Lack of Sleep Can Lead to Car Accidents—Here’s How to Avoid It

By , Category : General Health

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Lack of SleepBy now—if you’ve been reading my articles—you’re aware of the some of the health dangers of sleep deprivation.

But a new study by the AAA Foundation for Traffic Safety is showing that missing out on an hour or two of sleep per night (getting six hours of sleep or less) can double your risk of a car crash.

Even scarier, those who only get four hours or less of shuteye in a 24-hour period are more than 11 times more likely to get in an accident.

This is big news, especially considering it’s the holiday season, when people tend to be a little more burned out and sleep-deprived than usual—not to mention all that sitting in traffic to get into shopping malls, the stress of shopping once you get in there, and all the other things that can wear away at your patience and attention during the holidays.

The study also shows that one in three drivers reports driving while sleepy, while one in 25 reports falling asleep at the wheel in the past month. Actually falling asleep at the wheel! This can have serious consequences. Drowsy driving was reportedly responsible for roughly 72,000 crashes, 44,000 injuries, and 800 deaths in 2013. And in addition to the human costs, your wallet takes a beating.

4 Ways to Ensure a Good Night’s Sleep

So getting seven or more hours of sleep is a great way to significantly reduce your risk for a car accident and do your part for safer roads. Although you can’t control other drivers, getting adequate sleep can lead to greater alertness and awareness on the roads on your part. Here are some ways you can get better sleep this holiday season:

Planning

Planning is a major part of the holidays, and when you have a plan, you can make sure you get more sleep or minimize your risk of a car accident. If you have to attend a party, either make sure you have a curfew so you get enough sleep, or bank some extra time in the morning to sleep in. Even better: leave the car at home the next day.

Limit Alcohol before Bed

Although drinking can make you feel tired, it actually diminishes the quality of sleep. The last drink of the night—or even just a single nightcap—can lead to increased wakefulness during the night, a failure to reach deep sleep, and grogginess and decreased alertness the next day. Try to stay sober at parties or try to avoid alcohol at least two hours before bed.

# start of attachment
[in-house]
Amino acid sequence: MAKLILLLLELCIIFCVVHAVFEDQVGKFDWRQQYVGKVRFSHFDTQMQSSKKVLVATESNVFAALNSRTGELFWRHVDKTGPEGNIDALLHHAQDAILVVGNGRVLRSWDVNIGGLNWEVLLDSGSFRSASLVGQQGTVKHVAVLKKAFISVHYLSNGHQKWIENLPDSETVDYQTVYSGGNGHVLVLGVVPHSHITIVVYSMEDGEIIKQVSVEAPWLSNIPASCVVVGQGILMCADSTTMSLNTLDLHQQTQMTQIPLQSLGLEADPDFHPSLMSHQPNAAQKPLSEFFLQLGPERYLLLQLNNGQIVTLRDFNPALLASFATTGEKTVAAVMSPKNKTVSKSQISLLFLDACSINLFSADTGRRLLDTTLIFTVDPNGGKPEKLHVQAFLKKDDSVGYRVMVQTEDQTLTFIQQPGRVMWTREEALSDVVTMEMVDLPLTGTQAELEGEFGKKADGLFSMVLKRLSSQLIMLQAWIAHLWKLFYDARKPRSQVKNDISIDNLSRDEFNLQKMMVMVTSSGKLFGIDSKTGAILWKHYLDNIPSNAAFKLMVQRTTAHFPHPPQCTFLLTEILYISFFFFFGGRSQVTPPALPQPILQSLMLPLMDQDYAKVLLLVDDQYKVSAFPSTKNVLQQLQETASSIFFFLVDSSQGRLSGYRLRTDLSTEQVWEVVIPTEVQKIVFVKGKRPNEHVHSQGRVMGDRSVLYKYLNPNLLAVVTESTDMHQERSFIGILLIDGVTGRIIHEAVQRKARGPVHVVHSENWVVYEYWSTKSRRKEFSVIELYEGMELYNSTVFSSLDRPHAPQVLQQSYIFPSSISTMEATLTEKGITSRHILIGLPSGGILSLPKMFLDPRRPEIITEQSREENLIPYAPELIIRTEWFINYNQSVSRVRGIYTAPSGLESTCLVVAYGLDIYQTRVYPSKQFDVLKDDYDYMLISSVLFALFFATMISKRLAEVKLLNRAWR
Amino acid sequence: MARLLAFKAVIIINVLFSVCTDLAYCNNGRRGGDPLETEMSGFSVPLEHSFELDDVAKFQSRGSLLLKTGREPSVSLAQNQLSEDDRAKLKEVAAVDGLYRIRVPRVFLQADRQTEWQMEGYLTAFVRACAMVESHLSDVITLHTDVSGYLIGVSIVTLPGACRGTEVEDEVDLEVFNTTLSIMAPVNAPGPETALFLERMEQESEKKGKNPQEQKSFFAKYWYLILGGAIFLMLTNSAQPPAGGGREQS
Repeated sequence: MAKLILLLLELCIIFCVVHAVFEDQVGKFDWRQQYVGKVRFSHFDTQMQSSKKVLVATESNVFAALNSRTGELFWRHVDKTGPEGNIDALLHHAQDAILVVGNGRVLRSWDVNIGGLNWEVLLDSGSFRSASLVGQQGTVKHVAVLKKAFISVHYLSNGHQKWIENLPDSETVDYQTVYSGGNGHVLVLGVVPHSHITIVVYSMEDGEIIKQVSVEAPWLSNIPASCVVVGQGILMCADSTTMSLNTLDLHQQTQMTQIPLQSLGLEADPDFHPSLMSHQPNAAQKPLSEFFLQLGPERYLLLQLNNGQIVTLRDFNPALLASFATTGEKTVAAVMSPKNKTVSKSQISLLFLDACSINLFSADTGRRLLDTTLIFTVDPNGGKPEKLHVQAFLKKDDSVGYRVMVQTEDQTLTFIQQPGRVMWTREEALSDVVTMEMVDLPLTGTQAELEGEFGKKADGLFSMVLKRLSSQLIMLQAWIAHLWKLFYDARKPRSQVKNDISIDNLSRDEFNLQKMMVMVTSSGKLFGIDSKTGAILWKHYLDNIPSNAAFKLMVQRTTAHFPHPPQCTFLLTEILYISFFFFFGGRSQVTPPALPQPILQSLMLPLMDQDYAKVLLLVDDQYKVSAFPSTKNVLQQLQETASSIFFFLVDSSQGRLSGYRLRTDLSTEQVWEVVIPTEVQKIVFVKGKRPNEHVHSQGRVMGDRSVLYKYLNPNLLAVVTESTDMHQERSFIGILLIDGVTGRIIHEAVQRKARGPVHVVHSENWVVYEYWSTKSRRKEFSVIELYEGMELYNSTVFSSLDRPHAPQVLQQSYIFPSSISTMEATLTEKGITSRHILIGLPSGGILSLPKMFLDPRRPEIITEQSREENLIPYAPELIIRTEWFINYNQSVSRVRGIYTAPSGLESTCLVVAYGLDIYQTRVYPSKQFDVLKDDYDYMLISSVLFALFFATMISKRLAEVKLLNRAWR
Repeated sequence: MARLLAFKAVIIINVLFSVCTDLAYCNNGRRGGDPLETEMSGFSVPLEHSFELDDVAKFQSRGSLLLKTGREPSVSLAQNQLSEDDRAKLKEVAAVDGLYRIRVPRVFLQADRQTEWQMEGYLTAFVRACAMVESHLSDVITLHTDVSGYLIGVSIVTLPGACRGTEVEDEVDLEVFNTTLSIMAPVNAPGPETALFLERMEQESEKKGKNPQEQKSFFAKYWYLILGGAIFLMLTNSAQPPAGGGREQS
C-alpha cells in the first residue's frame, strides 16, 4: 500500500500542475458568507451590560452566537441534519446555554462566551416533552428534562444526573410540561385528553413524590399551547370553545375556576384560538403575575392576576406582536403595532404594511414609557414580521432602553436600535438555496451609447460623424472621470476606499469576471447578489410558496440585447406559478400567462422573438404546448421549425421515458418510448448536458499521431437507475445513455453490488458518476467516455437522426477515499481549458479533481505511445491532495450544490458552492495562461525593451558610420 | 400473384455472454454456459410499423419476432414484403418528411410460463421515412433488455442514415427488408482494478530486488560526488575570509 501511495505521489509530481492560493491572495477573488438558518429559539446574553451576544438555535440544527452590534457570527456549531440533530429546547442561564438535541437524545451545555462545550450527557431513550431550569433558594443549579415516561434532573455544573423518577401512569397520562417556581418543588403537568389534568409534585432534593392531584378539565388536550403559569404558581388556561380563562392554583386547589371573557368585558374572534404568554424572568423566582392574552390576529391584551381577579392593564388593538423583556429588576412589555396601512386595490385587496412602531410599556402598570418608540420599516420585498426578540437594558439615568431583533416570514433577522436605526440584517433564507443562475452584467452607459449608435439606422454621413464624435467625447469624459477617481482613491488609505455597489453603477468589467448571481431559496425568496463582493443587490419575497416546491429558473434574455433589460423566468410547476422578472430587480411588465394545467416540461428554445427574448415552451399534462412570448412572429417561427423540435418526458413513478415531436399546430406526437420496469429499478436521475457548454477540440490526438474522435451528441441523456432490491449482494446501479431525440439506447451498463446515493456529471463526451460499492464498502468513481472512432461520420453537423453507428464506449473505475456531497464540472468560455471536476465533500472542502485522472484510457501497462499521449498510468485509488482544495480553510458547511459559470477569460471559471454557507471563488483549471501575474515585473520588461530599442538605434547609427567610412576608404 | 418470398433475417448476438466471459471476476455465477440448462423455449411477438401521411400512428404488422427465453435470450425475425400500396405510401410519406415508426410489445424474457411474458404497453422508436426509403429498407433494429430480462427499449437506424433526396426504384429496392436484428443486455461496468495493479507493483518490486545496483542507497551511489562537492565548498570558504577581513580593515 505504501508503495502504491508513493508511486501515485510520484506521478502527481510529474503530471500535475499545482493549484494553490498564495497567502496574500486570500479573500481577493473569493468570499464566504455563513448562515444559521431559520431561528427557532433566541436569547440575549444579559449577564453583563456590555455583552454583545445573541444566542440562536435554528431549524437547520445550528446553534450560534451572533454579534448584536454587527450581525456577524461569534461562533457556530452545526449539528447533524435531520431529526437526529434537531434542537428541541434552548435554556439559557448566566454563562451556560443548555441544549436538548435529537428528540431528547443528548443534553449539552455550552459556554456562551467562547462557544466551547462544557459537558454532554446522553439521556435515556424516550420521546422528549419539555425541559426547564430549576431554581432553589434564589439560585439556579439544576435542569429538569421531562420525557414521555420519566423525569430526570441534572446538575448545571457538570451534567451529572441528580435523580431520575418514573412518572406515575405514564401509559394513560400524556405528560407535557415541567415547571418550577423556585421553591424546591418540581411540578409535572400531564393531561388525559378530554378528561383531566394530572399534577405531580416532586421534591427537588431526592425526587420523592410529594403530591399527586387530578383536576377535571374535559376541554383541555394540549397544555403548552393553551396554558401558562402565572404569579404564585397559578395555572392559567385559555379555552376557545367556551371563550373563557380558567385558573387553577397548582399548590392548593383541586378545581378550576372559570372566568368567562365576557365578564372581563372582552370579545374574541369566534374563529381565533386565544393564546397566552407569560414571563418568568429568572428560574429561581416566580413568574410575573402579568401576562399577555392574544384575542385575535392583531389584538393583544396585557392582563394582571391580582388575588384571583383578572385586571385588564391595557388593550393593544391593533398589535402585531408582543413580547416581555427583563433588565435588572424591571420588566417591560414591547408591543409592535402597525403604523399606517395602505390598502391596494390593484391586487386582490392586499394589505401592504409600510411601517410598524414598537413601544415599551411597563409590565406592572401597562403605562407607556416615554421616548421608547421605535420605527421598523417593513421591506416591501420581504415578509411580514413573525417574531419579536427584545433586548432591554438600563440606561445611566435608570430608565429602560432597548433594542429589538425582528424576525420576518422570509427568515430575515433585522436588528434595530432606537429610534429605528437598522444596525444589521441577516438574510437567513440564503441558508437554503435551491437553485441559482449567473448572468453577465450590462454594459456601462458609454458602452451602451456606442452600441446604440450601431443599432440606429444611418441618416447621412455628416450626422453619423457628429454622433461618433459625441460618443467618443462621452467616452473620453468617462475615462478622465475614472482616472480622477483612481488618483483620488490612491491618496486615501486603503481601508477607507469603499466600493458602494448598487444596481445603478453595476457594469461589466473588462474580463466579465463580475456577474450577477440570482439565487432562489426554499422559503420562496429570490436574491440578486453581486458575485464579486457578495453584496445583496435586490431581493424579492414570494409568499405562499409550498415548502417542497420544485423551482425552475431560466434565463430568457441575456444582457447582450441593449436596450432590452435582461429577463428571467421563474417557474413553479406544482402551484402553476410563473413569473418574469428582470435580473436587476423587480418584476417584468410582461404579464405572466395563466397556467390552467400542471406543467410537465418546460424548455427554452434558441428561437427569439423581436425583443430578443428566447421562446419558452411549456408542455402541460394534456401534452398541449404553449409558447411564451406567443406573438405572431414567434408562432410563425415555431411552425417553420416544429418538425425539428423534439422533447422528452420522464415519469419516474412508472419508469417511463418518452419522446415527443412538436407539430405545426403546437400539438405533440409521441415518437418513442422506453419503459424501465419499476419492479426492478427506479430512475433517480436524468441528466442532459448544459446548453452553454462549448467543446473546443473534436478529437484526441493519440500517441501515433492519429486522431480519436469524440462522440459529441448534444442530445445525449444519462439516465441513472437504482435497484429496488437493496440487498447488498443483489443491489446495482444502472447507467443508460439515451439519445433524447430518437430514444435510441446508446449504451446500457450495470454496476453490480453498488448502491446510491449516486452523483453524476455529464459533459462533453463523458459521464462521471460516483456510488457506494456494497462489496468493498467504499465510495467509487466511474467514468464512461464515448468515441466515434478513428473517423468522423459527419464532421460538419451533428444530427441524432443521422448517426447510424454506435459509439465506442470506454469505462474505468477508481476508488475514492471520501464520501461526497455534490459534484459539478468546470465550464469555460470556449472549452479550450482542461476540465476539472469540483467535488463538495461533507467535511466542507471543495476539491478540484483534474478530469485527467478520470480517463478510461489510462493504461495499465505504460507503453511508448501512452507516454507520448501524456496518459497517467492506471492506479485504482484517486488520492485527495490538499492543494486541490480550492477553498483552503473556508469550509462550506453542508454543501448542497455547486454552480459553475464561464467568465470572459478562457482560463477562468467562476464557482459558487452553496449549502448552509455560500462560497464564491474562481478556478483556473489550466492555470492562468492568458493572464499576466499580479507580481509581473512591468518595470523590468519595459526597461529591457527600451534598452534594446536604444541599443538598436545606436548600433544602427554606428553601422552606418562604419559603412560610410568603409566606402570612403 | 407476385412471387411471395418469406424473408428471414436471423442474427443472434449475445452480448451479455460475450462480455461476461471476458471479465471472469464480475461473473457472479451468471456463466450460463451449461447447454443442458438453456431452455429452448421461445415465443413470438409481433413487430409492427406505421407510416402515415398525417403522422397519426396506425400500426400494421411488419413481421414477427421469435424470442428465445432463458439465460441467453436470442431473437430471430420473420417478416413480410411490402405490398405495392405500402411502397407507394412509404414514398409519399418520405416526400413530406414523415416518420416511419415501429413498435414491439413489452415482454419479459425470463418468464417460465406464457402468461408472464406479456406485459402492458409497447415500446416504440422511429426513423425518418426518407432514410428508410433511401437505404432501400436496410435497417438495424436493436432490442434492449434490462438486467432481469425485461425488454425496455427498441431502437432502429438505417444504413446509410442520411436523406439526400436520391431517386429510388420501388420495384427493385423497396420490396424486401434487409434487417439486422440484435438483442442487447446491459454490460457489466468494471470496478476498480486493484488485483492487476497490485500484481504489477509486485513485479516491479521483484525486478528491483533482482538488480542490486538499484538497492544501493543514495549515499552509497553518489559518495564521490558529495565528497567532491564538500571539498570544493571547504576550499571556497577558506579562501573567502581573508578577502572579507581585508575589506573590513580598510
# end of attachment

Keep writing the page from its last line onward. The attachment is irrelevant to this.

Stick to a Budget

One of the biggest factors keeping people awake this time of year is financial stress. Making sure you have the right gift for everyone on your list can get extremely expensive, and it can cut into your sleep. Make a shopping list for the most important people and stay within a budget. Remember, it isn’t worth going broke—or risking your health—to stress over holiday gifts.

Clear Your Mind before Bedtime

If you’re like me, when you lie down to go to sleep at this time of year, it’s not visions of sugar plums dancing through your head, but rather a list of unfinished holiday to-dos or even thoughts about the mounting bills. Mindfulness meditation can help you relax by sitting quietly and focusing on breathing, sounds, sensations, or mental images.

Look into a meditation class in your area to get some instruction on this relaxation technique. Make sure you account for the extra time it will take to meditate before bed so it doesn’t cut into your minimum of seven hours sleep.


Sources for Today’s Article

Wells, N., “Getting only 6 hours of sleep can double risk of car crash: AAA study,” CTV News, December 6, 2016; http://www.ctvnews.ca/health/getting-only-6-hours-of-sleep-can-double-risk-of-car-crash-aaa-study-1.3191066, last accessed December 9, 2016.

Whiteman, H., “Vehicle crash risk nearly doubles with just 1-2 hours less sleep,” Medical News Today, December 6, 2016; http://www.medicalnewstoday.com/articles/314554.php, last accessed December 9, 2016.



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Adrian Newman, B.A.

About the Author, Browse Adrian's Articles

Adrian has been working in the information publishing world since 1997. But when it comes to health information, he’s a self-admitted late bloomer. A couch potato since pre-school, Adrian was raised on TV, video games and a lifestyle that led to childhood obesity that followed him well into adulthood. But when he hit his forties, he decided enough was enough. He had a family to take care of and his days of overeating, under-exercising and inactivity were going to lead... Read Full Bio »